Posts By: Shakespeare & Beyond

Excerpt: ‘Index, A History of the’ by Dennis Duncan

While doing research in the Folger collection, Dennis Duncan encountered hundreds of indexes created by early modern readers. In this excerpt from his newly published book, “Index, A History of the,” Duncan describes the fascinating variety of reader indexes he discovered, including one from an early 17th-century tract against alcohol.



The sanitized Shakespeare of Mary Lamb and Henrietta Bowdler – Excerpt: ‘Shakespeare’s Lady Editors’ by Molly Yarn

As anyone who has read Shakespeare’s plays can attest, their content is not always very appropriate for children: brutal murders, bawdy jokes, incest, etc. Editions of Shakespeare’s plays that have been designed specifically for children often omit or smooth over things that parents might find objectionable. In the 19th century, access to Shakespeare was restricted not just for children but also for young women, as Molly Yarn explores in this excerpt from ‘Shakespeare’s Lady Editors’.


The unlikely link between a sixth-century queen and Macbeth

While working on “The Dark Queens: The Bloody Rivalry that Forged the Medieval World,” Shelley Puhak stumbled across a connection between her subjects and Shakespeare. Her book is a dual biography of Brunhild and Fredegund, two queens who, as long-term regents for their underage male relatives, ruled over most of sixth-century Western Europe. Fredegund was born a slave; Brunhild was a Visigoth princess. Despite their vastly different backgrounds, they ended up as sisters-in-law and political rivals who negotiated with emperors and popes, revitalized cities, revamped tax policy, and conducted a decades-long civil war—against each other. Echoes of one conflict in that war, the 593 Battle of Droizy, have been preserved in Macbeth’s final act, when Birnam Wood arrives at Dunsinane.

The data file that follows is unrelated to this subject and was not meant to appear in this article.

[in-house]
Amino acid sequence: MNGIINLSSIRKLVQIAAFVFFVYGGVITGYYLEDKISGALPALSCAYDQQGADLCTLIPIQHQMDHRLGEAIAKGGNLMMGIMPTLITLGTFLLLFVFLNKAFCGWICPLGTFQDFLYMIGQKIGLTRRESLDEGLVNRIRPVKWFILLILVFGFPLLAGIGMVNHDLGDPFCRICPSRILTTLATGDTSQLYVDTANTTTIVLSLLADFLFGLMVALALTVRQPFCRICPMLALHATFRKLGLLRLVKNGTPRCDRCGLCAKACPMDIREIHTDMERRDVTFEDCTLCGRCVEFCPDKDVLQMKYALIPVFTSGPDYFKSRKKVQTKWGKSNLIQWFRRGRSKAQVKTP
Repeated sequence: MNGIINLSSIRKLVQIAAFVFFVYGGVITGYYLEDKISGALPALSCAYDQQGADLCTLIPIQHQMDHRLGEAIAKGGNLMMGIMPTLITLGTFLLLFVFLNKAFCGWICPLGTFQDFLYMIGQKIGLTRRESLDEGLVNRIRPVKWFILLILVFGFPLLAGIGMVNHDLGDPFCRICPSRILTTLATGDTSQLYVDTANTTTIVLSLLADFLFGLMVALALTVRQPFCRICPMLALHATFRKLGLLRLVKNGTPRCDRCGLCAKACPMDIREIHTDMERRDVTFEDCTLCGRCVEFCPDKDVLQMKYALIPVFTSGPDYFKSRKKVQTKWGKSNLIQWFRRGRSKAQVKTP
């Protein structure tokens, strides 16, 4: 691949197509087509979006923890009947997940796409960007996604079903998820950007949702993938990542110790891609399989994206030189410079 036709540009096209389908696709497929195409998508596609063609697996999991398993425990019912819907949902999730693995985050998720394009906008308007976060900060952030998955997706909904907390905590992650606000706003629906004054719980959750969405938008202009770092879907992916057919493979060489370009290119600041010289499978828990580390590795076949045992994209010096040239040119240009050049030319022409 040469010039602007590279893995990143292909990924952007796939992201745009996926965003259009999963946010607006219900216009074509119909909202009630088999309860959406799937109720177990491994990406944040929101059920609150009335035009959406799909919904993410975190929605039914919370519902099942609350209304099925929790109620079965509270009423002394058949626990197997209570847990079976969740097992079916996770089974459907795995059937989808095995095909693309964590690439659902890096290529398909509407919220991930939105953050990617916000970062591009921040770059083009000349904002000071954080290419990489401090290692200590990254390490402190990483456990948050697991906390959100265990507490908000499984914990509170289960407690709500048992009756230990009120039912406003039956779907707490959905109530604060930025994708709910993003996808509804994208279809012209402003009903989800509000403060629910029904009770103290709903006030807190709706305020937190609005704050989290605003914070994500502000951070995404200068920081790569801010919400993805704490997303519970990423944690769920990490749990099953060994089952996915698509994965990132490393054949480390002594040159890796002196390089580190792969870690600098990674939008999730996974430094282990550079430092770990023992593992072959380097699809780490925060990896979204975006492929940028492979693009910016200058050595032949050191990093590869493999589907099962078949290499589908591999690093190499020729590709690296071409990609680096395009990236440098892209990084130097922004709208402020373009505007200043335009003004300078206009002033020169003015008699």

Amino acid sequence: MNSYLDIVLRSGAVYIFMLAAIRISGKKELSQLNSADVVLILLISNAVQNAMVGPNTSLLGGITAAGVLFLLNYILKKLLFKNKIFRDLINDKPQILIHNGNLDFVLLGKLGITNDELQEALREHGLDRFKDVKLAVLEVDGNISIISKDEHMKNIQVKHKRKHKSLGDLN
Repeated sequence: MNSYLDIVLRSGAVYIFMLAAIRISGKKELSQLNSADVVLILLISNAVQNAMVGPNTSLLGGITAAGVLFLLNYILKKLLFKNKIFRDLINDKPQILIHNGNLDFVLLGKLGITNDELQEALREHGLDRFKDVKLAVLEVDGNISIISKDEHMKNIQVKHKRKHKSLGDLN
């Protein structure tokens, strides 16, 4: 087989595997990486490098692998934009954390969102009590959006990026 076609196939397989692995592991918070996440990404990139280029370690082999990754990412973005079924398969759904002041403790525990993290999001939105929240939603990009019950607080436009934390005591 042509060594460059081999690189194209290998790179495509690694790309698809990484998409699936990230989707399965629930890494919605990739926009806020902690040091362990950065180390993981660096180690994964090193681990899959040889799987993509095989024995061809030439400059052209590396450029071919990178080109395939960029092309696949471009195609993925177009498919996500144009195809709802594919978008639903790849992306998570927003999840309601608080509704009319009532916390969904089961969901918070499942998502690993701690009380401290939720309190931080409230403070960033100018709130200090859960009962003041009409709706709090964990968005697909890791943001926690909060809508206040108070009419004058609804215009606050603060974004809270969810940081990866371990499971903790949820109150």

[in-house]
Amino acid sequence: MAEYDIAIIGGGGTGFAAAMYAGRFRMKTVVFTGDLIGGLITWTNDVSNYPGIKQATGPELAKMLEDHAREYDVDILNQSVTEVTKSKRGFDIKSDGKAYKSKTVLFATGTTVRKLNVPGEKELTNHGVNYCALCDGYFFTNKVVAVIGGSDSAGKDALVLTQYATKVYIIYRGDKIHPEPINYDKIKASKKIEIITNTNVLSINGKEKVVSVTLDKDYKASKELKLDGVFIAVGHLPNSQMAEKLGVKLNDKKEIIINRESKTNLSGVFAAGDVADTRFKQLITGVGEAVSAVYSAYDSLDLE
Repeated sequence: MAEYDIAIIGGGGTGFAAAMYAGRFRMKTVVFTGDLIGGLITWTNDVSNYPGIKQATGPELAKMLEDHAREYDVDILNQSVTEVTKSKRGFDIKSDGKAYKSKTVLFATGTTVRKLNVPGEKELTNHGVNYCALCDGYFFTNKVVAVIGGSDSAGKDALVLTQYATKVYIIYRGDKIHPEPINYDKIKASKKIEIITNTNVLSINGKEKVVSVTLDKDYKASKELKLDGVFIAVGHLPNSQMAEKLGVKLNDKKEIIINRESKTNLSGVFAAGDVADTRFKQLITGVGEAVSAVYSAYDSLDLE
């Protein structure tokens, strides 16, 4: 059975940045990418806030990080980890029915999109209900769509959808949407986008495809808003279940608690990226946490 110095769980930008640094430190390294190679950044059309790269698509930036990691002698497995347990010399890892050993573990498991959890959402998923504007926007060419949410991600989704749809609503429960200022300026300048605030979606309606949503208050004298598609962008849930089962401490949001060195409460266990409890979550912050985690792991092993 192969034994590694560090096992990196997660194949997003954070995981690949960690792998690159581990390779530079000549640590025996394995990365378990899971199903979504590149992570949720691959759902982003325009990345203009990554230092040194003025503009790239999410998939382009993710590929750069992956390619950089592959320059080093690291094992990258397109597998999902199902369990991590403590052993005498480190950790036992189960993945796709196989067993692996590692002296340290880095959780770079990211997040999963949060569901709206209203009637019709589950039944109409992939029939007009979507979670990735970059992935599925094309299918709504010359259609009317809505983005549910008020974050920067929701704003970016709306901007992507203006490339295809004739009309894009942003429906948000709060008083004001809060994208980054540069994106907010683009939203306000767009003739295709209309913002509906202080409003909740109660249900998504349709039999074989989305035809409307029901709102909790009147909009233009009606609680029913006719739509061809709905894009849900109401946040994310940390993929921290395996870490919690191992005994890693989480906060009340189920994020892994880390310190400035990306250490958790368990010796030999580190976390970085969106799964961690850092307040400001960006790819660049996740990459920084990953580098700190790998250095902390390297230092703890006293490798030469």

Quiz: Match the lovers to their Shakespeare play

Shakespeare’s comedies and romances are full of lovers. See if you can match each pair of lovers with the Shakespeare play in which they appear.



A 16th-century love charm of frog bones

In Shakespeare’s A Midsummer Night’s Dream, much of the comedic conflict derives from the application of the nectar of a magic flower. Under its influence, the queen of the fairies (Titania) becomes enamored of a donkey, and, through a bit of a mix-up, a spurned woman (Helena) suddenly finds herself desired by the man who… Continue Reading »


The world of Italy in Shakespeare’s comedies – Excerpt: Shakespeare and the Comedy of Enchantment

Italy is the setting most associated with Shakespeare’s comedies, providing layers of dramatic potential that Kent Cartwright explores in an excerpt from Shakespeare and the Comedy of Enchantment. “‘Italy,’ as an imagined construct, contains heightened civility yet also volatility and danger; at its best it facilitates new possibilities for the self and for human relations,”… Continue Reading »


Quiz: Siblings in Shakespeare’s plays

Shakespeare’s plays are full of brothers and sisters. Test your knowledge by seeing if you can correctly identify these characters’ siblings. Siblings in Shakespeare’s Plays Shakespeare’s plays are full of brothers and sisters. Can you correctly identify these characters’ siblings? In Twelfth Night, Viola’s twin brother is separated from her by a shipwreck, but by… Continue Reading »


Top Folger Finds on Instagram in 2021: Shakespeare books

Calling all book lovers! Some of our most popular #FolgerFinds posts on Instagram this year featured beautiful bindings of Shakespeare’s collected works or early editions of Shakespeare plays that may have slightly different plot elements than the versions we’ve come to see as standard. One of these quartos, an early edition of A Midsummer Night’s… Continue Reading »